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Taiko, which means "drum" in Japanese, is now the common term for a type of music played by large ensembles composed primarily of drums and other percussion instruments, more specifically called kumi daiko. The origins of this energetic and expressive music can be traced back hundreds of years.
In addition to its use in theater, religious, military and court settings, drums were played in conjunction with dancing at the many peasant festivals in Japan. After the dancers dispersed from the central squares and the drummers were left to their own, they would often continue playing for their own enjoyment. The taiko players began to emphasize this music with other drummers, which eventually developed into kumi daiko. This form was only truly established as recently as the 1950's in Japan, and strongly supported by Japanese American communities in North America since the late 1960's.
Stan Shikuma, a senior member and past artistic director of Seattle Kokon Taiko, learned the art of taiko drumming here in the United States. Stan grew up in a Japanese American community in Watsonville (a small farm town south of San Francisco), celebrating the traditional festivals, but did not play taiko until moving to Seattle in 1981. At the invitation of a friend, he attended a workshop put on by Seattle Taiko Group, and became engrossed in the music. He recalls, "I jumped at the chance and fell in love with it."
Stan left Seattle Taiko Group to form Kokon Taiko Ensemble in 1987, but the two groups merged to form Seattle Kokon Taiko in 1992, and Stan has continued to perform with Seattle Kokon Taiko. Amongst his many other activities associated with taiko, in 2000 Stan was recruited by a group of parents to lead Kaze Daiko, a taiko ensemble for youths in Seattle. The taiko groups are a source of pride among the Japanese American community, and offer a sharing of culture through the recent popularization and acceptance of "world music."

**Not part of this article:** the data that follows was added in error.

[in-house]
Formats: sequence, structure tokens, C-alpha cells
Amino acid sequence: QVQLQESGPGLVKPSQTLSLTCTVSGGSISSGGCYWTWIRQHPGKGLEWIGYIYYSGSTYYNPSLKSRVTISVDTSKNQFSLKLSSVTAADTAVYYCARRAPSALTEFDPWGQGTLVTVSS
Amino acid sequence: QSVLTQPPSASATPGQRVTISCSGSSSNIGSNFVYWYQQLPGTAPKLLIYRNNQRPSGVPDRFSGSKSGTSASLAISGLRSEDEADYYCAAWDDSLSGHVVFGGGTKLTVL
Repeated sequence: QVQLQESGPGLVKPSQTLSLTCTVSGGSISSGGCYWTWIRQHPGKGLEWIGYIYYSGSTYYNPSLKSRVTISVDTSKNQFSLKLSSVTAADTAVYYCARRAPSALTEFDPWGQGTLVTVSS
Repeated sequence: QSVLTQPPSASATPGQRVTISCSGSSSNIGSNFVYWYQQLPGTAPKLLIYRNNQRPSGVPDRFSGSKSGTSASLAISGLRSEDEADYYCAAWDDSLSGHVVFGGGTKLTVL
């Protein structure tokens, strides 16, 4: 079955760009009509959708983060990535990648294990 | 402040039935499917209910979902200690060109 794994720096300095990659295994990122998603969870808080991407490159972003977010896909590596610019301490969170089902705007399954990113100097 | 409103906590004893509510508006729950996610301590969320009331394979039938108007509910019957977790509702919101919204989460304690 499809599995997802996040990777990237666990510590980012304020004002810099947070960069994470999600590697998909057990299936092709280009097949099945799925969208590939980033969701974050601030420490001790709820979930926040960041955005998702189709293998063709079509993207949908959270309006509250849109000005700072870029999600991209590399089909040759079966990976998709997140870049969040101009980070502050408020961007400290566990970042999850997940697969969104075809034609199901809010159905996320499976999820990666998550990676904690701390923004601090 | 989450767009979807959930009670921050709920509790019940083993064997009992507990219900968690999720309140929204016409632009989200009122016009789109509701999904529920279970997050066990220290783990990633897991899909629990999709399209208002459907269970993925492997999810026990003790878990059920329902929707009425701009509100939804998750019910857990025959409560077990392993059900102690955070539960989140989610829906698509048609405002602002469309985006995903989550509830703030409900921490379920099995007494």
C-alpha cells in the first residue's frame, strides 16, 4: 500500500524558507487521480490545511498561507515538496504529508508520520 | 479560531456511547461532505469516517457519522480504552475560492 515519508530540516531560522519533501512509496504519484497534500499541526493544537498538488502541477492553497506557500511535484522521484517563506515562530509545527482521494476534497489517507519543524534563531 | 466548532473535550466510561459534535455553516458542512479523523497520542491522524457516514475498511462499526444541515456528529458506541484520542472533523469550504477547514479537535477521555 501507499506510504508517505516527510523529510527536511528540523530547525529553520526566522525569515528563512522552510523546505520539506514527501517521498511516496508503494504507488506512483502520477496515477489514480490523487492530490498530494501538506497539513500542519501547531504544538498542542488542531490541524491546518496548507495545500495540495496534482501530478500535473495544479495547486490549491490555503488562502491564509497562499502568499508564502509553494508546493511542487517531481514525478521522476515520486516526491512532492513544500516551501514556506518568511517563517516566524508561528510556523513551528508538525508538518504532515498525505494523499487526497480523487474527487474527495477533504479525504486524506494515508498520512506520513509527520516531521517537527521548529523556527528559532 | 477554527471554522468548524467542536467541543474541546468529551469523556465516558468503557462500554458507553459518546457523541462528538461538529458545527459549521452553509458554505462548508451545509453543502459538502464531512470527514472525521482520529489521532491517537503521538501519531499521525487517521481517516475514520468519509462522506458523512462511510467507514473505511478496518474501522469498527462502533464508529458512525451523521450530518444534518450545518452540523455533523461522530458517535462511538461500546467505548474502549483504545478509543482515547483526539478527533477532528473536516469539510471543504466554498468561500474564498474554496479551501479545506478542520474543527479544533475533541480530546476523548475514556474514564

In 1996 Seattle Kokon Taiko was accepted for the Jack Straw Artist Support Program. They used their time in the Jack Straw studios to complete their first CD, Quiet No More. The title springs from their fifteenth anniversary concert, entitled Yakamashii, a phrase reprimanding children for being loud or unruly. The concert was subtitled Quiet No More, expressing the theme of taiko as a liberation for formerly self-censored Japanese Americans. Quiet No More is available at Seattle Kokon Taiko concerts.
For more information on Seattle Kokon Taiko, visit www.seattlekokontaiko.org/ or email SKtaiko@aol.com.
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| ||Listen to a live concert recording of Seattle Kokon Taiko's Hachijo , |
Hachijo is a traditional song adapted by Ondekoza, arranged by Seattle Kokon Taiko.